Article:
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    I strongly feel that it's stubbornness on CBA's part, rather than lack of foresight. You don't really need to be a genius to see the benefit of long-term planning and growth, and the best example is Japan. Park Joo Bong became Japan's head coach back in 2004, and while Japan has usually had 1-2 decently strong pairs in each category, they never dominated any event (correct me if I'm wrong). Fast forward 10 years and we are beginning to see the positive effects he's made. New and competitive players/pairs are emerging continuously (especially in women's doubles/singles) and show no sign of stopping, and the current player's forms are improving (might even explain Sho Sasaki's late rise in form before he retired).

    I really doubt it's financial reasons since CBA is always trying to host the major events (Sudirman, Uber/Thomas, Asian, etc). Unless hosting tournaments is more important to them than player growth :p.
     
  9. Anand S

    Anand S Regular Member

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    At least in the doubles, China had world class players like Bao Yixin and Tang Yuanting, but they left for some odd reason (I think it was to finish their education, perhaps someone can clarify), but I think the players do not see badminton as a long term career path anymore, and arent dedicating themselves as much as players in the past. I believe this is why the standard has lowered significantly. It's not an age thing for sure, because Chinese players have always showed top level play from their teen years onwards, but now even the 24 year olds can't hold a candle to the top players. I believe the main problem is that the long-term dedication is not there anymore (You get better a lot faster when you know that you are going to dedicate your life to something versus if you are uncertain about the future)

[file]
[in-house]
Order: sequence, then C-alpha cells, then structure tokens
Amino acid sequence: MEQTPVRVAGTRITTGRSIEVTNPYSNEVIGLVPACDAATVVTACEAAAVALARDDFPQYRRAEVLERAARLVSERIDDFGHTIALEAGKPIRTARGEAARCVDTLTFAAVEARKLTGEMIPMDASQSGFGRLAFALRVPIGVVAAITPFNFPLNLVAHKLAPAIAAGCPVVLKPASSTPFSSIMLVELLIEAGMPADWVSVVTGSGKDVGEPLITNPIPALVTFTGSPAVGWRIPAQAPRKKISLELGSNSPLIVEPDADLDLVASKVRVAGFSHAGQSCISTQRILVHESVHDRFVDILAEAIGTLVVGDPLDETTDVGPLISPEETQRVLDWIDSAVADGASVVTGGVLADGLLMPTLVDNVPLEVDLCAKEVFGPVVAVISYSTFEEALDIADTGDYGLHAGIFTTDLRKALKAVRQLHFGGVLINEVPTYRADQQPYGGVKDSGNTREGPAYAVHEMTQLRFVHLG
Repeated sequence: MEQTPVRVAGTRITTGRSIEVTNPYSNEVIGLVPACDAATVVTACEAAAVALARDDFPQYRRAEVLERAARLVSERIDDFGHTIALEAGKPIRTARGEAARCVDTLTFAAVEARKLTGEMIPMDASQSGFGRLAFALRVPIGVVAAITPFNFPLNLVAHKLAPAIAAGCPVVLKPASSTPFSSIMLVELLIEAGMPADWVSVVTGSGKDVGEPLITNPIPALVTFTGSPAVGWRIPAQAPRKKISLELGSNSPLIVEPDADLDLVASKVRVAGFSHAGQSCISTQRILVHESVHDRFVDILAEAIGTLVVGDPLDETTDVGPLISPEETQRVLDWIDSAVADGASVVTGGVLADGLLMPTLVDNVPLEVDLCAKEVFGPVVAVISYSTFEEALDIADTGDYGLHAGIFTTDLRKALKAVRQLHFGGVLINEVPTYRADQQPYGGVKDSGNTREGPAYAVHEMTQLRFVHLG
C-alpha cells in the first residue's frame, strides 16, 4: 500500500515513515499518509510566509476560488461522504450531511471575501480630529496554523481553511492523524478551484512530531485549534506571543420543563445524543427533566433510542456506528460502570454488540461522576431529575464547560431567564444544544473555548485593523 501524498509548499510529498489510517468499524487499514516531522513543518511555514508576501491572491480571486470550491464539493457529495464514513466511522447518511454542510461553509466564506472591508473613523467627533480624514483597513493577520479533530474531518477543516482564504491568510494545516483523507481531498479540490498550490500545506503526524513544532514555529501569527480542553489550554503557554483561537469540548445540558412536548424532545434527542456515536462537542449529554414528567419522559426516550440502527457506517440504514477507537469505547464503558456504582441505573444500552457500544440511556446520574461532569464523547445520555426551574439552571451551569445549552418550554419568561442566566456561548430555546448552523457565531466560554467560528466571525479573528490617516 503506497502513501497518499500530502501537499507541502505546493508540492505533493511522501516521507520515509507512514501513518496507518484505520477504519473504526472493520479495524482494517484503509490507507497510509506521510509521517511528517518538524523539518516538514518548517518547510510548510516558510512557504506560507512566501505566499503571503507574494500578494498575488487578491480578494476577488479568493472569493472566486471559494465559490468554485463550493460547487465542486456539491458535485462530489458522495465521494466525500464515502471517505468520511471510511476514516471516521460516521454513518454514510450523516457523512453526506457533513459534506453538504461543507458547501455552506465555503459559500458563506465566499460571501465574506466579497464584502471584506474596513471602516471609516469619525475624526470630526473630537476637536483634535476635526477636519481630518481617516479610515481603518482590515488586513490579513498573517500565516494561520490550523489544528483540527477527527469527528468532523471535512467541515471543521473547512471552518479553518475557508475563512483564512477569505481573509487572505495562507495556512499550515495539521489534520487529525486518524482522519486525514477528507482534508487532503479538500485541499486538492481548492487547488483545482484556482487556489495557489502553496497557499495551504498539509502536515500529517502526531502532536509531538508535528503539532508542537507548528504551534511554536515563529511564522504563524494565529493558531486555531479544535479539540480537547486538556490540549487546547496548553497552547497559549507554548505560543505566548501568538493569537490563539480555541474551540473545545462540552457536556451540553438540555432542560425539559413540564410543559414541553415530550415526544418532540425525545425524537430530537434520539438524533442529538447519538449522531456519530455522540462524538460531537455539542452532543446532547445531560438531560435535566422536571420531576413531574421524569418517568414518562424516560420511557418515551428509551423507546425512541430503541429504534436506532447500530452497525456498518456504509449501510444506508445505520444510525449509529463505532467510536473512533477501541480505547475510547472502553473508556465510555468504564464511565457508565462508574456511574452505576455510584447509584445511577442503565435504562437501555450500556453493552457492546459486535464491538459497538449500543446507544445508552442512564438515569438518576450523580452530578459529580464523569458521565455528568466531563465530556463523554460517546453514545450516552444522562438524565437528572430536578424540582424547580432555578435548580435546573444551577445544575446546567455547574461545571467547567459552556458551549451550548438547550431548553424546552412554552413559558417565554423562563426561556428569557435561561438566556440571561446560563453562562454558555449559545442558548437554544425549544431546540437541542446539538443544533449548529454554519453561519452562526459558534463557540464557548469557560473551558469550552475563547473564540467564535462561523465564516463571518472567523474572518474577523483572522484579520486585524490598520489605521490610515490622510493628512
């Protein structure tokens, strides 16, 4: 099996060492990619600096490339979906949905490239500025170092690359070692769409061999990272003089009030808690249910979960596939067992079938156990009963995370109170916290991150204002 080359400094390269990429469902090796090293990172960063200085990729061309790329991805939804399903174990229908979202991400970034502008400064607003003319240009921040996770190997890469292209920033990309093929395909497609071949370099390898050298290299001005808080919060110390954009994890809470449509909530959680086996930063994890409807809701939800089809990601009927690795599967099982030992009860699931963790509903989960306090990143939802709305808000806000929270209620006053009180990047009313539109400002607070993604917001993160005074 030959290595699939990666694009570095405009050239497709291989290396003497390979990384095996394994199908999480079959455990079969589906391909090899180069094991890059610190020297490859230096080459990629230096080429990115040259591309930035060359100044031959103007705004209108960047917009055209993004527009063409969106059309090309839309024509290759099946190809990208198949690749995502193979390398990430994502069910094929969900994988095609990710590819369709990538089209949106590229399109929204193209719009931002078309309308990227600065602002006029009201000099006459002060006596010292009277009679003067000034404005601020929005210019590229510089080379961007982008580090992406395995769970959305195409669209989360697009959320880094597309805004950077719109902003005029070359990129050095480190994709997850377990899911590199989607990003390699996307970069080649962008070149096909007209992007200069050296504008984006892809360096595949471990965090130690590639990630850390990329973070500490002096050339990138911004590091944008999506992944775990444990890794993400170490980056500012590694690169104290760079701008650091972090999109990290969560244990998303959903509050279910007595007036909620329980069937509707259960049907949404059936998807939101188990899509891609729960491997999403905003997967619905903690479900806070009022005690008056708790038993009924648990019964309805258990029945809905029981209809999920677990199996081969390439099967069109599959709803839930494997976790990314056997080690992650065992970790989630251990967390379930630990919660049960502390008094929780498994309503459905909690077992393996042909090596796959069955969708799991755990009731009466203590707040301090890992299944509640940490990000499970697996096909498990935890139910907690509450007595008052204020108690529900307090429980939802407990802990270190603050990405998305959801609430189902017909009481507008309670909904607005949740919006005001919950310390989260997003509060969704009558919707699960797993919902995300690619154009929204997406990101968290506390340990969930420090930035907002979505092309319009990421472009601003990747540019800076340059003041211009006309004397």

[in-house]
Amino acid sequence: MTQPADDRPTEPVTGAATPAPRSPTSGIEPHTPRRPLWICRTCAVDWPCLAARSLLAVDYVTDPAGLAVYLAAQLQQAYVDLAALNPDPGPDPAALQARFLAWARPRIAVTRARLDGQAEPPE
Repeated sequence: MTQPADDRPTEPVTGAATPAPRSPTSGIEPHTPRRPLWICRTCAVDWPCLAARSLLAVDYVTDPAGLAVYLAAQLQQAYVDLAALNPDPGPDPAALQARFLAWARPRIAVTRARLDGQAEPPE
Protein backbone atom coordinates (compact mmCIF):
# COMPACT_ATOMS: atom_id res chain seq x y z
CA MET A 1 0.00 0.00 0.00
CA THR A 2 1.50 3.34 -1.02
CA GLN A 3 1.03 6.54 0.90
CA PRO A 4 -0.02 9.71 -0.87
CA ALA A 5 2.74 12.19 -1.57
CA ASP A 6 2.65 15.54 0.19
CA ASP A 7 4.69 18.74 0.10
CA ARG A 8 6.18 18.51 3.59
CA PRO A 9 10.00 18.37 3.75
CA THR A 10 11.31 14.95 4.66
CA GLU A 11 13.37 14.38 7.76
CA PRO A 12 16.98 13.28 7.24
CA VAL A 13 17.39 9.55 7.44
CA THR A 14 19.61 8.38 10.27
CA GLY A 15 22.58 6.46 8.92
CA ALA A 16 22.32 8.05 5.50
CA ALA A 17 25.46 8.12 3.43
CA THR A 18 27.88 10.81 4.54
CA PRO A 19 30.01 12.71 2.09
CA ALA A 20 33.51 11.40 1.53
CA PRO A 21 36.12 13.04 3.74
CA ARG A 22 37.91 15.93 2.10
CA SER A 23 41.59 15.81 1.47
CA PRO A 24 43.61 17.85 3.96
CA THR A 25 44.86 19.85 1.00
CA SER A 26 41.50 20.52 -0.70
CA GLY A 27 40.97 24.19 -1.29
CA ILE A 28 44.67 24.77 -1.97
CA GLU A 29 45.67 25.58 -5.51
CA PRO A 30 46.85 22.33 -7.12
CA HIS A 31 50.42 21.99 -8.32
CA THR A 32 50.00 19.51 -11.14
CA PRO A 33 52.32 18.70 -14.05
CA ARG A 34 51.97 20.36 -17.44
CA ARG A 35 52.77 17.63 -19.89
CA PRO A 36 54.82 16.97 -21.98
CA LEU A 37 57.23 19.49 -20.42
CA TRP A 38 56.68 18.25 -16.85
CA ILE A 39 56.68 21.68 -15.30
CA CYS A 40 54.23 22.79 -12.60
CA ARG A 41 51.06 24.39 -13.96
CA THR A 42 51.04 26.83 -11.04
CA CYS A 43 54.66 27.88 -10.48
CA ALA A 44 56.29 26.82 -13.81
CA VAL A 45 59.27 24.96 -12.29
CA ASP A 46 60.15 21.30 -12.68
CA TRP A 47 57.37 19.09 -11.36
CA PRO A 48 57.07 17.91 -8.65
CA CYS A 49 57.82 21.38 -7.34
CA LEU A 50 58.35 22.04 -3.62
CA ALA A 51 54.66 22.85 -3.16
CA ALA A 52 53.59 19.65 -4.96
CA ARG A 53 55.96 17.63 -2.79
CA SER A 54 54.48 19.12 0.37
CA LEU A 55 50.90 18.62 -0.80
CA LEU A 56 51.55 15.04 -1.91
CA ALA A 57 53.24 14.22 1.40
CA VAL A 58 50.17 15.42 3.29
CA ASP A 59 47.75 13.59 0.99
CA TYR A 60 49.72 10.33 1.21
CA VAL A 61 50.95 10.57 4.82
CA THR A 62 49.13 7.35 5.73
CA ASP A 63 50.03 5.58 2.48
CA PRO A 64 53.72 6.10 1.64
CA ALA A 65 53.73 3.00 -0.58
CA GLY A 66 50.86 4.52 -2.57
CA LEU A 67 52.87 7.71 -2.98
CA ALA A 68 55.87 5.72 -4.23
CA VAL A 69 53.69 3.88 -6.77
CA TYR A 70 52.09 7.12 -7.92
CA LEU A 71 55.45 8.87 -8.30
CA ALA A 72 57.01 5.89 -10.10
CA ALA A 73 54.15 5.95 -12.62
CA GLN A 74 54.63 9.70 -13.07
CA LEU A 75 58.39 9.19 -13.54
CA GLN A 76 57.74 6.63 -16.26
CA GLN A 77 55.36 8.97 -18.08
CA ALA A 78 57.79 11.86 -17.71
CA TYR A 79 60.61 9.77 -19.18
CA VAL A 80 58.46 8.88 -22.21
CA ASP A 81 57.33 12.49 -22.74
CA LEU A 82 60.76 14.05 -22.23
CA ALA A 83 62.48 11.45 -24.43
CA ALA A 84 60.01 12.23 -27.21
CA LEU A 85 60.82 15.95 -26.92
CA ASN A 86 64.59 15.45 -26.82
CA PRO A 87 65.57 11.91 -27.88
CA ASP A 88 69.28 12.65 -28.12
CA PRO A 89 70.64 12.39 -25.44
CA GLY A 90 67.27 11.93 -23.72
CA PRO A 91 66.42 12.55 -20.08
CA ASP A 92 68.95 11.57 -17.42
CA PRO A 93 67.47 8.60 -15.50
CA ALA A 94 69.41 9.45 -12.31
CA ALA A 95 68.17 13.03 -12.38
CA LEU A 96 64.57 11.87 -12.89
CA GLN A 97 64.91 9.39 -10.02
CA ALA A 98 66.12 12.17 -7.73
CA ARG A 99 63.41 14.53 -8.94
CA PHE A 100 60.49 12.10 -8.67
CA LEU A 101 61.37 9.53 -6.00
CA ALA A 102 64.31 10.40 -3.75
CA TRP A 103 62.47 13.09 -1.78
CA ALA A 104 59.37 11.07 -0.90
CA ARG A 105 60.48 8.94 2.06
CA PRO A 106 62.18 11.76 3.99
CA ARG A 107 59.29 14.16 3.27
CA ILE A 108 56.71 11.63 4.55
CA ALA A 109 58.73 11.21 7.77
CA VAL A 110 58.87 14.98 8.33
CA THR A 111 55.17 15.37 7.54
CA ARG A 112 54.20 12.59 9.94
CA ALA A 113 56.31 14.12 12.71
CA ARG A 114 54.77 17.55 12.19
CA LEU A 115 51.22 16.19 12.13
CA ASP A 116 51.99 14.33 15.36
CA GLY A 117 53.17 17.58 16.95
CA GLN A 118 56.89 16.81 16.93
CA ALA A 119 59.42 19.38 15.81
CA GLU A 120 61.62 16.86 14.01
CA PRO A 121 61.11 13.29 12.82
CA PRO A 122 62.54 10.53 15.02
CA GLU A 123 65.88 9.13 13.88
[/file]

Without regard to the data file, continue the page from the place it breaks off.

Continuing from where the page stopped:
10. Yoji

    Yoji Regular Member

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    But then again, Dont you make more money now than in the past (like GaoLing/ZhangJun era) even the early 2010s inflation wise?

    Even finishing in Final/SF should make them happy being a NationalTeam player. Like BaoYixin/TangYuanting. Seriously what a waste of talent?

    Will they do the same mistakes to CQC by breaking her up with ZSW? it was then Bao/TangJinHua is ruling the world when they lost the WC2014 in the first round. lack of foresight?
     
  11. antssantss

    antssantss Regular Member

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    I have been a fan of Zhao Junpeng because of his lovely footwork and style. He will be a very good player if he can stop making silly unforced errors and also build his game on more power, and anticipation. He has a very good smash, so if he can build up his stamina and confidence he will be an exciting prospect.
    I think his biggest problem is confidence. He has good defence so he shouldnt be afraid of the opponents smashes and over hit his baseline shots. Thats what I mean by confidence.
     
  12. antssantss

    antssantss Regular Member